Pax Christi International’s Secretary General spoke to a Clinton audience last month about the importance of active nonviolence in addressing conflict and injustice in the world. Some practitioners of active nonviolence have given their lives, Margaretha (Greet) Vanaerschot noted. Her observation came three weeks before the Oct. 14 canonization of St. Oscar Romero of El Salvador, who exemplified Catholic nonviolence in action and was martyred in 1980 as he celebrated Mass.
Catholic News Service reporter Rhina Guidos wrote that the archbishop “sought no special protection from the daily violence that the majority of the country lived under and chose not to shield himself and his conscience from the country’s struggles. Instead, he fed the poor who picked the coffee crops for miserly wages and strolled through impoverished neighborhoods with a comforting smile while calling on the country’s oppressors to a path of justice, equality and peace (CNS, Oct. 11).”
The archbishop’s lived experience shows us, today, how to apply some of the tools of Catholic nonviolence to respond to conflict and injustice. He encountered people daily who were vulnerable and oppressed, provided sustenance to the hungry, smiled at people, spoke truth to power and celebrated the sacraments. These are not actions reserved to an archbishop or church leader. They apply to each of us who call ourselves Catholic and have the ability to touch the life of another person who is in need spiritually, physically or emotionally. Nonviolence begins in our hearts and in our homes, as Pope Francis said in his World Day of Peace Message for 2017. It begins in the words we choose to exchange with one another. Those words can be tools of peace or lethal weapons.
Vanaerschot used the analogy of toolboxes filled with tools — one to employ nonviolent methods to resolve conflict and injustice and the other to employ military methods. The disparity in funding of the toolboxes needs to be resolved so that nonviolent methods are our first and most effective choice.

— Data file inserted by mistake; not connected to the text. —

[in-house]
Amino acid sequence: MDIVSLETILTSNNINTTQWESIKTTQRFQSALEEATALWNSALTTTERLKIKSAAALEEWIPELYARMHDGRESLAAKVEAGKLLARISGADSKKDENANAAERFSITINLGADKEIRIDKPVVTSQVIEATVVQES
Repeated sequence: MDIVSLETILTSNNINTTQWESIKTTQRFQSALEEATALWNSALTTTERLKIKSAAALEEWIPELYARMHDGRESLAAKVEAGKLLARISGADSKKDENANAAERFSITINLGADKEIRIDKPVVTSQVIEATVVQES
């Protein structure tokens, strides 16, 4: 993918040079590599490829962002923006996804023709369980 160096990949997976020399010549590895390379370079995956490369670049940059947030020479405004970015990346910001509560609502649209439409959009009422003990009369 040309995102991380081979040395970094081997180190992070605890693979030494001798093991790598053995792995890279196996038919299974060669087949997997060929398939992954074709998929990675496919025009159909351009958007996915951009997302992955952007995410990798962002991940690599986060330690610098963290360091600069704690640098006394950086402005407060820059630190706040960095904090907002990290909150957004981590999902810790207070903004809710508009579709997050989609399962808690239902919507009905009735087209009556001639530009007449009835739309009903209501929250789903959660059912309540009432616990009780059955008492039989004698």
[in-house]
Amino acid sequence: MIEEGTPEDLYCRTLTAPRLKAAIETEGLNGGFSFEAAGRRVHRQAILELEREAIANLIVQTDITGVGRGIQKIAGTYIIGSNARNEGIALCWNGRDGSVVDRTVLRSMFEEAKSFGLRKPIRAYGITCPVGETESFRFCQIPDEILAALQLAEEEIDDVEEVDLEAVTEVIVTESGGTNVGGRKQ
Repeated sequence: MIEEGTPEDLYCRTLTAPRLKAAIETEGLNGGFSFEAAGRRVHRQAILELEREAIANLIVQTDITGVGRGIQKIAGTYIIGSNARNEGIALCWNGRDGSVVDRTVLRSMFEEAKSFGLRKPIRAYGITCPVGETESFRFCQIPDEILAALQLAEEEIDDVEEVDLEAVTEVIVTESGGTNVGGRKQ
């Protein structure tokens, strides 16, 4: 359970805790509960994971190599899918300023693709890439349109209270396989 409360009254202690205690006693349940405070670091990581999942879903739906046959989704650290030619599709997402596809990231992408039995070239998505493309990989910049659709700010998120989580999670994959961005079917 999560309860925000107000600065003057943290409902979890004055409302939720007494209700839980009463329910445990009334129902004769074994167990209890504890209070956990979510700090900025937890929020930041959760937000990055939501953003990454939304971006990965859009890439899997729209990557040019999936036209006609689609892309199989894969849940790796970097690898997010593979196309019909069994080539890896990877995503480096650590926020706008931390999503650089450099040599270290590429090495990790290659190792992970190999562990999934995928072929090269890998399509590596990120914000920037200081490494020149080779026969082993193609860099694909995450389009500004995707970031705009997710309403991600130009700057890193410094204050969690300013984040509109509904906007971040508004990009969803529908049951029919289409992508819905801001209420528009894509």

The visit to the motherhouses of the Sisters of St. Francis in Clinton and the Congregation of the Humility of Mary in Davenport occurred as part of Vanaerschot’s U.S. tour to promote the Catholic Nonviolence Initiative (CNI). This initiative, a project of Pax Christi International, “affirms the vision and practice of active nonviolence at the heart of the Catholic Church (https://nonviolencejustpeace.net).”
The CNI was launched at the Nonviolence and Just Peace Conference in Rome in 2016 and co-sponsored by other international bodies as well. The conference’s final statement makes the following appeal:
• Continue developing Catholic social teaching on nonviolence. In particular, we call on Pope Francis to share with the world an encyclical on nonviolence and Just Peace.
• Integrate Gospel nonviolence explicitly into the life, including the sacramental life, and work of the church through dioceses, parishes, agencies, schools, universities, seminaries, religious orders, voluntary associations and others.
• Promote nonviolent practices and strategies (e.g., nonviolent resistance, restorative justice, trauma healing, unarmed civilian protection, conflict transformation, and peace-building strategies).
• Initiate a global conversation on nonviolence within the church, with people of other faiths, and with the larger world to respond to the monumental crises of our time with the vision and strategies of nonviolence and Just Peace.
• No longer use or teach “just war theory;” continue advocating for the abolition of war and nuclear weapons.
• Lift up the prophetic voice of the church to challenge unjust world powers and to support and defend those nonviolent activists whose work for peace and justice put their lives at risk.
On Oct. 27, the Diocese of Davenport will host “Social Action Saturday,” featuring a presentation on the Catholic Nonviolence Initiative. The event begins at 9:30 a.m. at St. Thomas More Parish-Coralville and is open to all. Cost is $10. Register online at https://tinyurl.com/y86bazv7 or call Esmeralda Guerrero at (563) 888-4210.
“Endorse the appeal (https://nonviolencejust peace.net), keep studying/learning about nonviolence, growing in understanding of the nonviolent Jesus and the way he lived,” says Sister Jan Cebula, OSF, who is giving the CNI presentation Oct. 27. “Engage others in the exploration including groups within parishes. Make others aware that this effort is happening. Grow in our understanding that the Gospel IS all about nonviolence. As disciples of Jesus we are called to follow the path of nonviolence.”
Barb Arland-Fye, Editor